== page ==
What’s Stopping You From Creating Immersive Events?

At CL23 Monday, Anthony Vade, event experience strategy director of Encore, walked both digital and in-person attendees through the psychology behind immersive experiences.

Author: Casey Gale       

Anthony Vade on stage

Anthony Vade, Anthony Vade, event experience strategy director of Encore, presents “Immersive Reality: The Intersection of Design and Technology” for both digital and in-person audiences. (Whatever Media Group)

How can event organizers navigate the challenges that come with building immersive experiences that will take their events to the next level? In the Monday Convening Leaders 23 session, “Immersive Reality: The Intersection of Design and Technology,” Anthony Vade, event experience strategy director of Encore, walked both digital and in-person attendees through some of Encore’s most successful immersive experience builds, the psychology behind immersive experiences, and the “pitfalls and precipices” event organizers will encounter on their journey to creating an innovative, all-encompassing event for their attendees.

“The temptation is to talk all about the tools and the techniques that we use to create immersive experiences,” Vade said. “But a lot of what we need to get to grips with as well is the behaviors we need to have and the attitudes we need to have to create these kinds of experiences.” Here are some of the roadblocks Vade suggested event organizers prepare for:

Risk Aversion and Stress-based suppression

“We work in one of the most stressful industries and all the meeting planners, managers, and producers out there are [doing] arguably one of the top five most stressful jobs in the world,” he said. “The amygdala is firing off cortisol that has been scientifically proven to negatively impact your ability to empathize, because that stress is breaking down your prefrontal cortex.” The best way to address that, Vade said, is to avoid undertaking any big project alone. “Bring other people, a team approach, into the circle to help you navigate, so that the pressure isn’t all on you.”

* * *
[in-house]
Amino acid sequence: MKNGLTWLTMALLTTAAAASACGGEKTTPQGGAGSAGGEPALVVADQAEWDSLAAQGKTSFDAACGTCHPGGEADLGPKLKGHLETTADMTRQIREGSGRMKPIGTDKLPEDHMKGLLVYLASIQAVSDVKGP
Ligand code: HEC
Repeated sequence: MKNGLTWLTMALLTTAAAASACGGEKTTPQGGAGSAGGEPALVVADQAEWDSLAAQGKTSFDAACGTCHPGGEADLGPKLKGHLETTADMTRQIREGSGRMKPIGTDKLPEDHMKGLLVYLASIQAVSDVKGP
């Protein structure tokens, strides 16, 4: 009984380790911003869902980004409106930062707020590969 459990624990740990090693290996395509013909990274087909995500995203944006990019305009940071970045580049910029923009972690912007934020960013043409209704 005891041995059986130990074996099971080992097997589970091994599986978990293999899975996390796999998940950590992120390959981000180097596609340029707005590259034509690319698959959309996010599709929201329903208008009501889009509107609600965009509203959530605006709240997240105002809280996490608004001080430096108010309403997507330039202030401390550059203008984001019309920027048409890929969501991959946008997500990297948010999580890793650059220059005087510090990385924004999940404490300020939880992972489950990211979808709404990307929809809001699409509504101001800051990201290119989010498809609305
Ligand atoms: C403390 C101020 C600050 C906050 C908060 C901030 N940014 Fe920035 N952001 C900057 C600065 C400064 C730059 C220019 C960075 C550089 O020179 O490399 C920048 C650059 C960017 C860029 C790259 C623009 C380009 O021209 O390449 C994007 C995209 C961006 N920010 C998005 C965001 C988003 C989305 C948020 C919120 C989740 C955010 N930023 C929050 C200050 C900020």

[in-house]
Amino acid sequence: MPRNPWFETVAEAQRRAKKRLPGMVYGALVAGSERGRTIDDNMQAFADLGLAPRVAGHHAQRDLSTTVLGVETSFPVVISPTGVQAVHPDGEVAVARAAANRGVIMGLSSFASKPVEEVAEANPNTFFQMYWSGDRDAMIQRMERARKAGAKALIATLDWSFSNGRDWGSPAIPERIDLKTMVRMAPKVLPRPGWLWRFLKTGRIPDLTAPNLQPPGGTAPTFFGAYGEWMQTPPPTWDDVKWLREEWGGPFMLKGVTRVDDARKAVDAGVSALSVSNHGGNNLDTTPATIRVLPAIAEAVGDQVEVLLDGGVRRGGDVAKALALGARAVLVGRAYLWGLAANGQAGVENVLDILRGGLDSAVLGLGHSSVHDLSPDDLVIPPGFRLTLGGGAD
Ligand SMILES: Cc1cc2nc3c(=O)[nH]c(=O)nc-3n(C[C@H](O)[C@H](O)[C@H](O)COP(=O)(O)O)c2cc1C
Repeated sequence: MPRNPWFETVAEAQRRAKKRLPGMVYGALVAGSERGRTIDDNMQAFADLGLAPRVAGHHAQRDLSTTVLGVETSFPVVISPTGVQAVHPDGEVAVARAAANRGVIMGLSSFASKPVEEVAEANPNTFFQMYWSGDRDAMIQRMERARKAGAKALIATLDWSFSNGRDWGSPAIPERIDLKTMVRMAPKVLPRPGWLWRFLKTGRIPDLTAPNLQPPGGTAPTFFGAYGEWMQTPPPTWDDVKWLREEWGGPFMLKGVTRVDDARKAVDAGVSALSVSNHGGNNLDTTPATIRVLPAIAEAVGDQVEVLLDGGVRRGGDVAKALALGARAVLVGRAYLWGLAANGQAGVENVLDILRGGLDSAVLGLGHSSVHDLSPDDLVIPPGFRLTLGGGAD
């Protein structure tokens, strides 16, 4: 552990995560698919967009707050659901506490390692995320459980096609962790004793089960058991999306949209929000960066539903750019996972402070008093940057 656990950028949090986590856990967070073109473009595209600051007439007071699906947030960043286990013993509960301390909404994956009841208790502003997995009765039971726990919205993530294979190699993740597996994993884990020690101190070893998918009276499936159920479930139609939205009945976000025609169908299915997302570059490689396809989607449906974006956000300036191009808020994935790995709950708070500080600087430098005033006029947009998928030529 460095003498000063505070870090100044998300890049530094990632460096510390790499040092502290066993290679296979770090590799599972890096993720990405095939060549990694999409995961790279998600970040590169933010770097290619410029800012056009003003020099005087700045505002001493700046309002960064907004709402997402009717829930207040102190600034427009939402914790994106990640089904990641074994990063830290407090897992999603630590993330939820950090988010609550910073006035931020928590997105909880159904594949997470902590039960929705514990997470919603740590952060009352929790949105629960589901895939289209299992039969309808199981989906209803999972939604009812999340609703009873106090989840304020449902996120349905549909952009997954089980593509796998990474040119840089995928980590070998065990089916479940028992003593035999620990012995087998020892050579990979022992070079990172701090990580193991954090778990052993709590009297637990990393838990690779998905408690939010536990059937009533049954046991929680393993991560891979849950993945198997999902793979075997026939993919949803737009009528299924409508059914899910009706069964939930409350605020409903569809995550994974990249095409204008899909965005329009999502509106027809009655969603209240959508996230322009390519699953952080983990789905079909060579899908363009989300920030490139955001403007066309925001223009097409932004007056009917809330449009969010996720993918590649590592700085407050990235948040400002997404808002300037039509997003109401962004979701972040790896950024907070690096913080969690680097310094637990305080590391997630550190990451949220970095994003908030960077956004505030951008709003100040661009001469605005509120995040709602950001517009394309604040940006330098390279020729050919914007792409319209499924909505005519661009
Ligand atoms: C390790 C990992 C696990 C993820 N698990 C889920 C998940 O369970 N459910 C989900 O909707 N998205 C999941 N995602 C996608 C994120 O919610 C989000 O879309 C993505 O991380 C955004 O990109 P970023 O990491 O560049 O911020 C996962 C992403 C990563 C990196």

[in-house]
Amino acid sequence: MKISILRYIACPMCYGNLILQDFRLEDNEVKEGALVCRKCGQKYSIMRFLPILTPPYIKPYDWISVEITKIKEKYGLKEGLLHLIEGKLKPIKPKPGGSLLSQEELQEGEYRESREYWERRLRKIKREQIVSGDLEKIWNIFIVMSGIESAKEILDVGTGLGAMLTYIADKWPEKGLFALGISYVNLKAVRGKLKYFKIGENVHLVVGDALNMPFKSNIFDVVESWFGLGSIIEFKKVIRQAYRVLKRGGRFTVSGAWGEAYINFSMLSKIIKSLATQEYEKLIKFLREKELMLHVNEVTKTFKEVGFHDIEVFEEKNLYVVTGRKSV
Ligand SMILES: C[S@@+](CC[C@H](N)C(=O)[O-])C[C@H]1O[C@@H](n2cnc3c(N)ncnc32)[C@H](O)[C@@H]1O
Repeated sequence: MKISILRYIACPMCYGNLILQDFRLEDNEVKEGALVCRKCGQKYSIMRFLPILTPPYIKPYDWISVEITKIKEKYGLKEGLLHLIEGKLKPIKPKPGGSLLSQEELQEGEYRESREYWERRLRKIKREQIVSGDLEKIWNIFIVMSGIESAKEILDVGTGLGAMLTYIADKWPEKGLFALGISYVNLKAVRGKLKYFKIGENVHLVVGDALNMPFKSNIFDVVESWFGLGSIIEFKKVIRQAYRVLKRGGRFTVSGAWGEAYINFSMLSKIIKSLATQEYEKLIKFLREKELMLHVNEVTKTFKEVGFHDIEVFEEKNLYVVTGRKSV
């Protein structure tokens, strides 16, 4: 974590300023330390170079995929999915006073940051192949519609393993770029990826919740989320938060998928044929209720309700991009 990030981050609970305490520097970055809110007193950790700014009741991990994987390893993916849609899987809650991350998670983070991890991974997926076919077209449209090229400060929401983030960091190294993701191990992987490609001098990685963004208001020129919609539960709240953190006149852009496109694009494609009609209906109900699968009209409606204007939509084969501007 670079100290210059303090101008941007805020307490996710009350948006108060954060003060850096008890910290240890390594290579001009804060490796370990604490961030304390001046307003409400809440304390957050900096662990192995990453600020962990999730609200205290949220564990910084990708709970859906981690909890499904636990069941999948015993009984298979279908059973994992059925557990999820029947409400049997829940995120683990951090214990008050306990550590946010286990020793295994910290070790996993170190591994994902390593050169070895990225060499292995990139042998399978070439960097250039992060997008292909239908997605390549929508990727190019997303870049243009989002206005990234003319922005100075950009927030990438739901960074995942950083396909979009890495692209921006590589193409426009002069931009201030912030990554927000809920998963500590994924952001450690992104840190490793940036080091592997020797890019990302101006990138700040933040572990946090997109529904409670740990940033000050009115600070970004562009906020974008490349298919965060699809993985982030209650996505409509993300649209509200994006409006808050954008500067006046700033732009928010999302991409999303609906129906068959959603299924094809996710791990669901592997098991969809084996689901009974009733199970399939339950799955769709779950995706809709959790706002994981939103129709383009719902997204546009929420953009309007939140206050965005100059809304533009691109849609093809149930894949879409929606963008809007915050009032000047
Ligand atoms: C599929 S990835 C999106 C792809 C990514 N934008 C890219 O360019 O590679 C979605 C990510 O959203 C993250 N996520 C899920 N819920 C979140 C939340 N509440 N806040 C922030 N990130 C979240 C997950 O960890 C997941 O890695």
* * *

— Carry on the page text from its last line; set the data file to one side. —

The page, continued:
Prejudice and Insecurity

This is what Vade defines as falling back to what an event “should be” based on the way it was held previously because it’s easier, or because the event — or the budget — is perceived to be too small. “But that’s not a reason that you shouldn’t seek to heighten your experience design and make things more immersive,” Vade said.

Difficult Conversations with Leadership

“As you go to your C-suite to talk about how you’re going to innovate your event — that’s a mountain you need to climb,” Vade said. Event organizers should be prepared to pitch an immersive event to their CEO with the understanding that it will cost a bit more money, Vade said, and be ready to explain how the immersive experience will enhance the value of the event. “Otherwise,” Vade said, “they’re going to pick you apart and they’re going to pick apart every idea you put forward.”

To learn about Encore’s case studies of successful immersive events they’ve built, view the “Immersive Reality: The Intersection of Design and Technology” session in the CL Library.

Casey Gale is managing editor of Convene.

Become a Member

Get premium access to provocative executive-level education, face-to-face networking and business intelligence.